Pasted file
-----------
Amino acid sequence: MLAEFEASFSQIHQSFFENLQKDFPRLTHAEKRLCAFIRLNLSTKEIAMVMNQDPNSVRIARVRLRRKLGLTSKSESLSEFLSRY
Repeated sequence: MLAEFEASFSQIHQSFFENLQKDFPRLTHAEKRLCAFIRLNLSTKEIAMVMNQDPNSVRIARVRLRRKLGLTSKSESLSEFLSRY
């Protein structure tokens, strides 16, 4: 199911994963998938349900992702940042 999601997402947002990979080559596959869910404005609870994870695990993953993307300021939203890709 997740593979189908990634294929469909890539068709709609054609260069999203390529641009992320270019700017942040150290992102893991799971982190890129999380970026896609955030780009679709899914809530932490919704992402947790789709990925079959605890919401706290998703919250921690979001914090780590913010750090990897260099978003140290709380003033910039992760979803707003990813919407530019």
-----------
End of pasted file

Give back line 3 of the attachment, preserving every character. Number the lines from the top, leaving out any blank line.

């Protein structure tokens, strides 16, 4: 199911994963998938349900992702940042 999601997402947002990979080559596959869910404005609870994870695990993953993307300021939203890709 997740593979189908990634294929469909890539068709709609054609260069999203390529641009992320270019700017942040150290992102893991799971982190890129999380970026896609955030780009679709899914809530932490919704992402947790789709990925079959605890919401706290998703919250921690979001914090780590913010750090990897260099978003140290709380003033910039992760979803707003990813919407530019």